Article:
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HTI installs biomass-powered turbine at Michigan feed mill

By Anna Austin
Posted August 27, 2009, at 2:37 p.m. CST

Heat Transfer International has nearly completed the installation of a biomass energy plant at a feed mill in Howard City, Mich., which will become the state's first gasification plant and the world's first hot air turbine powered by biomass, according to Pat Dickinson, HTI business developer.

The plant will convert turkey litter at Sietsema Farm Feeds into a syngas that will be used to provide the heat and electricity needed to produce turkey feed.

HTI is a designer and manufacturer of SALT retorts, which Dickinson explained are starved-air/low-temperature biomass gasification systems. "We have a technology that converts biomass, through a thermal process, into synthesis gas," he said. "The syngas is sent to a chamber where it is combusted-much like natural gas or propane-and is then used to make heat, which can be converted into steam, power or hot water; any commodity that is desired."

Dickinson said unique aspect of the soon-to-be commissioned system at Sietsema Farm is that the air turbine will produce power from poultry litter without the use of steam or an internal combustion engine. "We don't have to worry about trying to clean the gas to run it through a reciprocating engine," he said. "The heat we produce off the gasification process is sent through our patented high-temperature ceramic heat exchanger technology, which sends clean, hot air to the turbine. So many times people are looking for-especially for smaller power systems-a half megawatt or a megawatt of power. If they want to make power, they have to make high-pressure steam and use a steam turbine. We don't have to go through that process, or have a high-pressure boiler to make power."

The system at Sietsema Farm Feeds is capable of handling 4,000 to 5,000 pounds, or 35 tons, of turkey litter per day, although this type of system uses a fixed-bed gasifier and can handle nearly any type of biomass, as long as size and moisture content is previously configured. "It isn't limited to dry biomass," Dickinson said. "The type of gasifier that we're building right now can handle anywhere from zero to 50 percent moisture, so it has flexibility. We make three or four different styles of gasifiers so we can cater to the particular kind of biomass that will be used."

As for quantifying its biomass processing capabilities, HTI's systems are modular designs, so the number isn't definitive or restricted. "This particular system (Sietsema Farms) is handling 35 tons per day, and it's a 23 million Btu per hour system. If you need 50 million Btus per hour or 70 tons per day, we'd build a larger system or two systems."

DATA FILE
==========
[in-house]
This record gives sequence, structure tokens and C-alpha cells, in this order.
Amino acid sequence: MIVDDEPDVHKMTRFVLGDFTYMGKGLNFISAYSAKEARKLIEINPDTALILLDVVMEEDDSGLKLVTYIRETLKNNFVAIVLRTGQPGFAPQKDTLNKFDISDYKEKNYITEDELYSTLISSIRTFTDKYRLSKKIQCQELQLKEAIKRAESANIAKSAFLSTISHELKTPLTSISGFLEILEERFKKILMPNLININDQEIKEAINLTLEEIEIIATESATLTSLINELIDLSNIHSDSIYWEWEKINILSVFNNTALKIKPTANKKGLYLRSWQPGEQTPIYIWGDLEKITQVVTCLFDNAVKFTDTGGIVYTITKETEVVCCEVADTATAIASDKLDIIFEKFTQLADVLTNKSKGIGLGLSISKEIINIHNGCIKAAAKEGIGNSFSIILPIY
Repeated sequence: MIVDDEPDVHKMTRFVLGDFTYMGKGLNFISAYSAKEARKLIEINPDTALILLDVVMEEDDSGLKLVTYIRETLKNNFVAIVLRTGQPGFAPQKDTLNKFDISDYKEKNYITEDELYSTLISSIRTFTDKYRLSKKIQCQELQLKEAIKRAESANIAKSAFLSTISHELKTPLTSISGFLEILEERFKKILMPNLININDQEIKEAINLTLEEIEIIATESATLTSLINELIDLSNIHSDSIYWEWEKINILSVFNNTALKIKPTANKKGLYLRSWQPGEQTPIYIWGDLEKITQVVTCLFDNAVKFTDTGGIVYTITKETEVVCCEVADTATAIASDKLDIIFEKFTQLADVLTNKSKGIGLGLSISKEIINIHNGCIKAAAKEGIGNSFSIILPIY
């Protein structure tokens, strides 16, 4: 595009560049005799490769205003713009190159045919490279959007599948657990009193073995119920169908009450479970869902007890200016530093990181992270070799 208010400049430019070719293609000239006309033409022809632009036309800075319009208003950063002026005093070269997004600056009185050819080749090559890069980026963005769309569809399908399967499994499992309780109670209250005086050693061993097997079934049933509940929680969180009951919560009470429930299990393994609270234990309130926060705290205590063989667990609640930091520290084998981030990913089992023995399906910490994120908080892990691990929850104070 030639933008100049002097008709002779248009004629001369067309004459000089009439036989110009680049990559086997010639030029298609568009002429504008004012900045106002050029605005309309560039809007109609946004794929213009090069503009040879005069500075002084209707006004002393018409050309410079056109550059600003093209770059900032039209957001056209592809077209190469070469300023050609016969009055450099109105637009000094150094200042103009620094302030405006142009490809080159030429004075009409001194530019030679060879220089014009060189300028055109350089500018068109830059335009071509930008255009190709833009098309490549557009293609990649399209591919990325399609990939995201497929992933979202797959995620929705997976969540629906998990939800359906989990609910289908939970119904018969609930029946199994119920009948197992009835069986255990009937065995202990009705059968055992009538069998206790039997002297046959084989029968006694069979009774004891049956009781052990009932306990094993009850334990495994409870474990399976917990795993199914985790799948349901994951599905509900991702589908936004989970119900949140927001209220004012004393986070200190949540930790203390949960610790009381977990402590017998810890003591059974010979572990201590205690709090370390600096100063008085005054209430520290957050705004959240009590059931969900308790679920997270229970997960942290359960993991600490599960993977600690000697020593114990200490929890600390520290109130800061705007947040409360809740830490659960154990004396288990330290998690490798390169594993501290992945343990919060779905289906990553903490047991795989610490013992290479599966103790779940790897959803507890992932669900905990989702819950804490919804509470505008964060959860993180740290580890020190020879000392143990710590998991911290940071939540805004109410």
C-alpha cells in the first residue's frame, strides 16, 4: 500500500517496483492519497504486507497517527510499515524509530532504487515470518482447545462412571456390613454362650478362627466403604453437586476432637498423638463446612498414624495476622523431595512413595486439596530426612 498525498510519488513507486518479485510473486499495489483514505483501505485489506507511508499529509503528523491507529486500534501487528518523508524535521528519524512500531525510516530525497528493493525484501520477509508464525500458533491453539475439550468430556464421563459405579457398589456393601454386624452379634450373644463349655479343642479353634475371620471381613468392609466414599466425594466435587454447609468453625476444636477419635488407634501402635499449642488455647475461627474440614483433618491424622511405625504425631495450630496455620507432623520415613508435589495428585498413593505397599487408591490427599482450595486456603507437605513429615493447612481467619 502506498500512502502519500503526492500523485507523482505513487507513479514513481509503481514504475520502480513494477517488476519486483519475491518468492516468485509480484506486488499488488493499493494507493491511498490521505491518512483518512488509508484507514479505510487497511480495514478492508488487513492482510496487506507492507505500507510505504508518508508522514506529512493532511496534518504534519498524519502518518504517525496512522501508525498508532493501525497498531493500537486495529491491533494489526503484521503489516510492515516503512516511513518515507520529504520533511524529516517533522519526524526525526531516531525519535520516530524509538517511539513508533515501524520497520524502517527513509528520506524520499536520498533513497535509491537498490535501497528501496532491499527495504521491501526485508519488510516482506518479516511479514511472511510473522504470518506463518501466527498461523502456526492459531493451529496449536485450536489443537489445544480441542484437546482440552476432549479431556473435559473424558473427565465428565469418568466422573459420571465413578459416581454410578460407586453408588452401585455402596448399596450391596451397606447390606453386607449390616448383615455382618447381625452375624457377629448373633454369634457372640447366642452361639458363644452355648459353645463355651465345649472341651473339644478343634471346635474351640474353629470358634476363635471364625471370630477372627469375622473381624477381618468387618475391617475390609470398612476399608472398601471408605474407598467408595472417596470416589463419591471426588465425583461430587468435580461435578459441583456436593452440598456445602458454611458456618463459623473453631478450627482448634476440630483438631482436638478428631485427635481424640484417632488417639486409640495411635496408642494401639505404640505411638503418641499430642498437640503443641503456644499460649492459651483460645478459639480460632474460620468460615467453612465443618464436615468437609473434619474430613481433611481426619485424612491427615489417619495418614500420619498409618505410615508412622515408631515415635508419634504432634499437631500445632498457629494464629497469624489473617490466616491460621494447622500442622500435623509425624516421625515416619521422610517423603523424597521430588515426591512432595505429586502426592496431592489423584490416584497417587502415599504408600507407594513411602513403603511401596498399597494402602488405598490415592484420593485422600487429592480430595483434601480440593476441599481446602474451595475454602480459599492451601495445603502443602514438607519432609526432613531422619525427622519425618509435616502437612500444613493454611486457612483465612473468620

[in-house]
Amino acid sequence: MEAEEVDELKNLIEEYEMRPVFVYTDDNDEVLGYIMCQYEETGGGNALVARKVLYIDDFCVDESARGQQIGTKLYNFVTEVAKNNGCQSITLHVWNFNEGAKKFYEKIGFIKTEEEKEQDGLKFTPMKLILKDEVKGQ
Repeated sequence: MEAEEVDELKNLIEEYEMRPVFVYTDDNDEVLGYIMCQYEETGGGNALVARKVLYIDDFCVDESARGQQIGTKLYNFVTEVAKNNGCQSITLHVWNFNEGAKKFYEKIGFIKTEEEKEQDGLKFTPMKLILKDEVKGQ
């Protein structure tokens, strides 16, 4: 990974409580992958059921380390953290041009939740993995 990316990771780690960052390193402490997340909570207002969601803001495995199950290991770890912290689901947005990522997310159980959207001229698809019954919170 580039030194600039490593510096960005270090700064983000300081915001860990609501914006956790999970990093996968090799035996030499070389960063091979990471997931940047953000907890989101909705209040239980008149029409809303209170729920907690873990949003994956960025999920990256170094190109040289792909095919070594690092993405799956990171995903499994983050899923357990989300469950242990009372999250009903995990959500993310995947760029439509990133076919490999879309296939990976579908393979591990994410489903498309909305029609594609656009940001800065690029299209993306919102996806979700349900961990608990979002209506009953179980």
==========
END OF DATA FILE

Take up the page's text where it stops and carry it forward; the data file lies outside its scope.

The system installation at Sietsema Farm Feeds may be HTI's debut, but Dickinson said the company's technology is based on decades of experience. "We purchased the assets, patents and technology from a our senior application engineer Robert Graham, who has been doing this for over 50 years-designing gasification systems-so he brings previous experience, knowledge and all of his work on previous jobs," he said.

Design work on the Sietsema Farm system began in the spring of 2008. Dickinson said winter weather delayed the schedule, but construction was able to recommence at the beginning of April; installation began early June. Now more than 90 percent complete, the companies expect to officially open the facility at the end of October.

When calculating the return on investment (ROI), Dickinson said it's very difficult and may vary considerably depending on the size of the plant, feedstock costs and other variables. "It's hard to compute," he said. "Typically, a small plant may have a longer ROI because there are more capital costs versus building a larger plant where you're spreading the costs over a lot more power and a lot more steam. What's your feedstock? Is it free or are you paying for it? Are you getting a tipping fee for it? Do you need power or steam? Are you going to sell your power as green power in certain states and get very high revenue for it and buy back your power at your lower retail rates? Are you going to apply for investment tax credits through the government? Are you going to use treasury grants to build the plant?"

Dickinson pointed out that HTI's systems are utility-grade power plants designed to last 25 plus years, and aren't necessarily built for a quick ROI but for long-term money savings, or protection against fluctuating electricity and natural gas prices. "At Sietsema, [David Prouty] owns a turkey farm, he's a pig producer, and he has a feed mill where he manufactures all of his own grain for his pig and turkey operations," he said. "This energy center isn't at the poultry facility but at the feed mill where he needs power and steam. He's doing it for the long term, and will be able to control his own expenses at the feed mill without having to worry about the fluctuation and prices of electricity and natural gas."
 

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